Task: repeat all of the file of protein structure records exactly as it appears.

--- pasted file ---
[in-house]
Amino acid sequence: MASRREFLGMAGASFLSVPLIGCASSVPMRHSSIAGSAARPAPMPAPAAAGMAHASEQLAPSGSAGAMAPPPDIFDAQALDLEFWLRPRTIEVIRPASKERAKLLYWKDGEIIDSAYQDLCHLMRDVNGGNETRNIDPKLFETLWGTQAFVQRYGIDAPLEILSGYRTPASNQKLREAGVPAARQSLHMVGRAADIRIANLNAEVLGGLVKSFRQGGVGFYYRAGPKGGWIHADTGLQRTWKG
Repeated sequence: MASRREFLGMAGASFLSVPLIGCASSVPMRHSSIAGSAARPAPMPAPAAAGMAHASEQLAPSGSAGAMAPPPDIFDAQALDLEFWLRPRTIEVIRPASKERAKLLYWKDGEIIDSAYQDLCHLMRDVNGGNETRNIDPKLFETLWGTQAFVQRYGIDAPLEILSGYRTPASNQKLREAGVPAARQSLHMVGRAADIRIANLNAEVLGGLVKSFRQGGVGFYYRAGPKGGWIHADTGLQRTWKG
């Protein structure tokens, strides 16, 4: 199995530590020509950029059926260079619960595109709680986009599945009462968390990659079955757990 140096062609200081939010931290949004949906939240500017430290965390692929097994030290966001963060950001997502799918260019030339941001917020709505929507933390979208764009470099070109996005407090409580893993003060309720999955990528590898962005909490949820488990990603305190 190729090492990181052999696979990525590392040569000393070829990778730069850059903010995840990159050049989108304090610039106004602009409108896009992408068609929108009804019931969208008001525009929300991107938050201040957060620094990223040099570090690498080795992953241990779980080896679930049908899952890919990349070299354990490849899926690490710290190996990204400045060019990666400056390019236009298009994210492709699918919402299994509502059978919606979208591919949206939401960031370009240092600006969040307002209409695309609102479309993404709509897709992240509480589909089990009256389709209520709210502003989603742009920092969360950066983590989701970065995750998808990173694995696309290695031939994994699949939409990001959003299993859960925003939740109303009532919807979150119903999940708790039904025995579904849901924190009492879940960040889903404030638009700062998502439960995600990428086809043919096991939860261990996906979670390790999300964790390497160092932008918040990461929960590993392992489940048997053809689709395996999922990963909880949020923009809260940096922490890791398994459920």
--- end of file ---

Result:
[in-house]
Amino acid sequence: MASRREFLGMAGASFLSVPLIGCASSVPMRHSSIAGSAARPAPMPAPAAAGMAHASEQLAPSGSAGAMAPPPDIFDAQALDLEFWLRPRTIEVIRPASKERAKLLYWKDGEIIDSAYQDLCHLMRDVNGGNETRNIDPKLFETLWGTQAFVQRYGIDAPLEILSGYRTPASNQKLREAGVPAARQSLHMVGRAADIRIANLNAEVLGGLVKSFRQGGVGFYYRAGPKGGWIHADTGLQRTWKG
Repeated sequence: MASRREFLGMAGASFLSVPLIGCASSVPMRHSSIAGSAARPAPMPAPAAAGMAHASEQLAPSGSAGAMAPPPDIFDAQALDLEFWLRPRTIEVIRPASKERAKLLYWKDGEIIDSAYQDLCHLMRDVNGGNETRNIDPKLFETLWGTQAFVQRYGIDAPLEILSGYRTPASNQKLREAGVPAARQSLHMVGRAADIRIANLNAEVLGGLVKSFRQGGVGFYYRAGPKGGWIHADTGLQRTWKG
């Protein structure tokens, strides 16, 4: 199995530590020509950029059926260079619960595109709680986009599945009462968390990659079955757990 140096062609200081939010931290949004949906939240500017430290965390692929097994030290966001963060950001997502799918260019030339941001917020709505929507933390979208764009470099070109996005407090409580893993003060309720999955990528590898962005909490949820488990990603305190 190729090492990181052999696979990525590392040569000393070829990778730069850059903010995840990159050049989108304090610039106004602009409108896009992408068609929108009804019931969208008001525009929300991107938050201040957060620094990223040099570090690498080795992953241990779980080896679930049908899952890919990349070299354990490849899926690490710290190996990204400045060019990666400056390019236009298009994210492709699918919402299994509502059978919606979208591919949206939401960031370009240092600006969040307002209409695309609102479309993404709509897709992240509480589909089990009256389709209520709210502003989603742009920092969360950066983590989701970065995750998808990173694995696309290695031939994994699949939409990001959003299993859960925003939740109303009532919807979150119903999940708790039904025995579904849901924190009492879940960040889903404030638009700062998502439960995600990428086809043919096991939860261990996906979670390790999300964790390497160092932008918040990461929960590993392992489940048997053809689709395996999922990963909880949020923009809260940096922490890791398994459920």